The second phase starts when you have an image, or a batch of images, that you need to process. This phase is about registering your work with the Copyright Office, maintaining your own copyright records, and updating the public record, as necessary.
Once your registrations completed (or in the works) and your records in order, you can turn your attention to sharing your work and monitoring for unauthorized use, which is the third and final phase of the workflow.
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Copyright Workflow for Photographers: Protecting, Managing & Sharing Digital Images will help photographers build best practices for copyright registration and management into their existing image processing workflows using the popular Adobe® Creative Cloud™ software suite. Part legal manual, part software manual, the book will go beyond existing offerings in the “copyright for photographers” space by providing step-by-step guidance on protecting, managing, and enforcing intellectual property rights in their images using specific software tools.
Written by Chris Reed, a photographer who also previously served a senior policy advisor at the U.S. Copyright Office, there is no other resource better equipped to help photographers through this essential, yet hard-to-tackle, topic!
The book’s workflow approach capitalizes on widespread interest in the photography community in copyright protection and enforcement, enhancing digital workflows, and popular workflow software such as Lightroom®, Photoshop®, and Acrobat®.
This book is focused on U.S. copyright laws and requirements. Readers outside the U.S. may find it useful if they intend to register their images in the United States, or post images to websites based in the United States.
Dig Deeper with Copyright Workflow Talks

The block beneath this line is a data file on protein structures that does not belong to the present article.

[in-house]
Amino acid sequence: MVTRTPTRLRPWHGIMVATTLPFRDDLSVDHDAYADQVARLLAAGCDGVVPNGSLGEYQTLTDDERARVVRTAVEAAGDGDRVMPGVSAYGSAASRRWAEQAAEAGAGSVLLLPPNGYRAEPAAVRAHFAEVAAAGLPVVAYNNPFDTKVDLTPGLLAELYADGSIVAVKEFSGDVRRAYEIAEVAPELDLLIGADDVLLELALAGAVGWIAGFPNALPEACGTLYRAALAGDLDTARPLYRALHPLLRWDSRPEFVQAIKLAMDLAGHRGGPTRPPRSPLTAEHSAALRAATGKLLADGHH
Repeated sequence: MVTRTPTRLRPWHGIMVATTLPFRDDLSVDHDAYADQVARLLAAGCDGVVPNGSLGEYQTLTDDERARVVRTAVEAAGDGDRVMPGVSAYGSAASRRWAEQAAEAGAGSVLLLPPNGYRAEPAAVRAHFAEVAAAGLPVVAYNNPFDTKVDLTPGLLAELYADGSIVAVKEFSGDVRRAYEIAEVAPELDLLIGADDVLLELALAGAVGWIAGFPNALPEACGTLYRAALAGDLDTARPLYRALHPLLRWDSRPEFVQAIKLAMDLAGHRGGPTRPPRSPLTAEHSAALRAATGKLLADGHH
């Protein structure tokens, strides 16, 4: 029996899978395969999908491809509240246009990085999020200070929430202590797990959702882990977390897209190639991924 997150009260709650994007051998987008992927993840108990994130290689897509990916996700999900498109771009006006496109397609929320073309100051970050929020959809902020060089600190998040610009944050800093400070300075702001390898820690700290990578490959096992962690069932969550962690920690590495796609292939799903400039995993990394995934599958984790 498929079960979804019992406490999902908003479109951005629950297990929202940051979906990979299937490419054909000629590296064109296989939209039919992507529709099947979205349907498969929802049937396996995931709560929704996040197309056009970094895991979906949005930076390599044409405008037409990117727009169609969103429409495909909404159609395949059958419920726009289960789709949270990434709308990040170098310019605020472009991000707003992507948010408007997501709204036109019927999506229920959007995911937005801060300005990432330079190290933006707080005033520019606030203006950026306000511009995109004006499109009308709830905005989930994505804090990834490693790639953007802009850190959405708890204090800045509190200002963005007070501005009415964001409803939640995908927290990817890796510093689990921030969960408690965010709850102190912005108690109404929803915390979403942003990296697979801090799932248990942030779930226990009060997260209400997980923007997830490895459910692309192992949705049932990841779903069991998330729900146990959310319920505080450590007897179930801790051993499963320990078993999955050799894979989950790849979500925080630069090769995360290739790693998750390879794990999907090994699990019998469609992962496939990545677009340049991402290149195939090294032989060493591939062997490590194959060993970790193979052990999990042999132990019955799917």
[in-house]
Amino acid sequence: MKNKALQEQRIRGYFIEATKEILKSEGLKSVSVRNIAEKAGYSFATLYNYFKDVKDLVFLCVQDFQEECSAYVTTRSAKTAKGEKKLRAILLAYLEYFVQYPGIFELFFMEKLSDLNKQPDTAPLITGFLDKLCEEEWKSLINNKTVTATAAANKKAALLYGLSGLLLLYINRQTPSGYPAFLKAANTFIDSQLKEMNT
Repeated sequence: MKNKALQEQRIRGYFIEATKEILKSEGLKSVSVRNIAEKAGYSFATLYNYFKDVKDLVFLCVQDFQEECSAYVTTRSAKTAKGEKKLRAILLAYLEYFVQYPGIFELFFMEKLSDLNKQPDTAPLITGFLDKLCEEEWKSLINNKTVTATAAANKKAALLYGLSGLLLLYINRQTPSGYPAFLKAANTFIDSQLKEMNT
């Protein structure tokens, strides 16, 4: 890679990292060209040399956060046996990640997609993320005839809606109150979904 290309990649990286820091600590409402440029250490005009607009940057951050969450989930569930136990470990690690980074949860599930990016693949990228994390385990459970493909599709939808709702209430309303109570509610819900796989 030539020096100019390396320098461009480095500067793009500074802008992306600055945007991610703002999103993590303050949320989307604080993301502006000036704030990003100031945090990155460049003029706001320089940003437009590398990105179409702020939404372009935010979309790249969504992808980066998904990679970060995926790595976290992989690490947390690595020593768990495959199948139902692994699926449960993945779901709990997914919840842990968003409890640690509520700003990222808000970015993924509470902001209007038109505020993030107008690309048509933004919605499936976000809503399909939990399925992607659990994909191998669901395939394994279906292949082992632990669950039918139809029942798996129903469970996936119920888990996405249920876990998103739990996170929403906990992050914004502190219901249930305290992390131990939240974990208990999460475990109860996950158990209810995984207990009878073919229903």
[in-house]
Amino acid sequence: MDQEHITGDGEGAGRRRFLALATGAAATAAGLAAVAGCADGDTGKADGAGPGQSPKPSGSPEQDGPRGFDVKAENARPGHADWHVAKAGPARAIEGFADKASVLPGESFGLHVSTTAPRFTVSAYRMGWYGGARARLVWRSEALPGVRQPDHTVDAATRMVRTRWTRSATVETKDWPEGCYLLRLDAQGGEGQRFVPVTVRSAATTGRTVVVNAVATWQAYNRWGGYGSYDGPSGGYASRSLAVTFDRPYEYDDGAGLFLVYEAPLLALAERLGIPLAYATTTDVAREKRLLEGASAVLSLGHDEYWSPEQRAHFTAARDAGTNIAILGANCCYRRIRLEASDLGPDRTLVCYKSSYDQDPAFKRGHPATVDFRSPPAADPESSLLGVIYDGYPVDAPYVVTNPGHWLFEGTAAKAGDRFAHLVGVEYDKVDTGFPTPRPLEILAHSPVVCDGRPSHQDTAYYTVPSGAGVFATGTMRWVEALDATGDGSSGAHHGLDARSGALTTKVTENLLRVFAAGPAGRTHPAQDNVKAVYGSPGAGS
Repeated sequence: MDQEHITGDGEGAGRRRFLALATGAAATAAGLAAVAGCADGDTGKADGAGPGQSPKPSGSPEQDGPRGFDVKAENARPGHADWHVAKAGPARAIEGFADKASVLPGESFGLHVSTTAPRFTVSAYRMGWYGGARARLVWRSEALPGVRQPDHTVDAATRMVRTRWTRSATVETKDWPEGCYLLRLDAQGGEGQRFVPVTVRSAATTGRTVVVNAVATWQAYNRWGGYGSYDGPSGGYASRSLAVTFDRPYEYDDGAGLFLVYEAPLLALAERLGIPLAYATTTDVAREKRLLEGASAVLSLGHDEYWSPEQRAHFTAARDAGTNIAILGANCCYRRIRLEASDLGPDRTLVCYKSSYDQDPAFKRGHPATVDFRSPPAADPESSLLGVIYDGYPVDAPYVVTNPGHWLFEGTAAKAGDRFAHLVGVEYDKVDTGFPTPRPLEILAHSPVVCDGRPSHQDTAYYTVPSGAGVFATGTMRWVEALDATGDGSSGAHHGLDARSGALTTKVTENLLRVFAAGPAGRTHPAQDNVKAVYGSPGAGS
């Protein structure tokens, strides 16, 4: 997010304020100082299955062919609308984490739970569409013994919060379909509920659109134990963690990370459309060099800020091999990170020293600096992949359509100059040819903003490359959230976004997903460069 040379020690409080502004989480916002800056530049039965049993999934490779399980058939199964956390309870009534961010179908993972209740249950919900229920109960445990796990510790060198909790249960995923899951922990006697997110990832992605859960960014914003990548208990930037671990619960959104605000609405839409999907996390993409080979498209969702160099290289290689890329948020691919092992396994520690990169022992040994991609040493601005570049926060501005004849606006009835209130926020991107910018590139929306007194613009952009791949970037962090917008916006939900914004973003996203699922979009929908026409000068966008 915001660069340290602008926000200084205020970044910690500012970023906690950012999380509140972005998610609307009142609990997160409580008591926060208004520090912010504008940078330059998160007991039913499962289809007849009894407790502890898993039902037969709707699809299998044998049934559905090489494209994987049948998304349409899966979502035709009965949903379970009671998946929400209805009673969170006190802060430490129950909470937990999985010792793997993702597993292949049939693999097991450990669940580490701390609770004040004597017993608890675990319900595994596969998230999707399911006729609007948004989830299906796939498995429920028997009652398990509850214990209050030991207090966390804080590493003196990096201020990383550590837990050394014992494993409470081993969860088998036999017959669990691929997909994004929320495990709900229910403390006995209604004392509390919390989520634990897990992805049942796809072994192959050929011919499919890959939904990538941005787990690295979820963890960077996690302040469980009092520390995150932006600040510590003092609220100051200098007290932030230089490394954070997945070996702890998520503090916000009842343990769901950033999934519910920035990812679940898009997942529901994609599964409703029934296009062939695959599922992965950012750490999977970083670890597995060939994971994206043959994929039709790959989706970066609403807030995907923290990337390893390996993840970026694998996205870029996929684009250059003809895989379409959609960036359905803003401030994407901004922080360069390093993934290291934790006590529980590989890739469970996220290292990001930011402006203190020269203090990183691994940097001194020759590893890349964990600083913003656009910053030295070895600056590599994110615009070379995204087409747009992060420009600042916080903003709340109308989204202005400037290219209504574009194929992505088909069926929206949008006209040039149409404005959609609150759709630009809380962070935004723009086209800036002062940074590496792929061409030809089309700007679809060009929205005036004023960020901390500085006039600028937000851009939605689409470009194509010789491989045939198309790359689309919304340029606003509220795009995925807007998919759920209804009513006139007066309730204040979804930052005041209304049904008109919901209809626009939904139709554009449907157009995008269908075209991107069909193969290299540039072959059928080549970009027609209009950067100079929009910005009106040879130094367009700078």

Live training on law generally, copyright basics and building sound copyright policies and practices into existing workflows. Presentations are dynamic and flexible, and can be structured to accommodate your group’s unique needs.
Should you register your copyrights? What is a copyright anyway? Should you really be worried about people stealing your images on the Internet? How has the legal landscape for photographers changed with the emergence of Internet photo sharing? How do you protect your images while still “getting your work out there?”
This information-packed seminar answers these questions and more, helping you build best practices for copyright registration and management into your existing image processing workflows. Part legal tutorial, part software tutorial, this seminar will help you understand essential copyright concepts that apply to you and your business, and teach you how to maximize your rights without sacrificing exposure.
Substantively similar to Understanding Copyright and Building a Copyright-Centered Workflow this presentation considers copyright law and sound copyright registration and management practices through the lens of the statutes, regulations, administrative practices, and recent cases that form the foundation of those practices. Designed specifically for lawyers and paralegals who represent visual artists, attendees will come away with practical tips and techniques for advising their clients along with the relevant legal and policy background.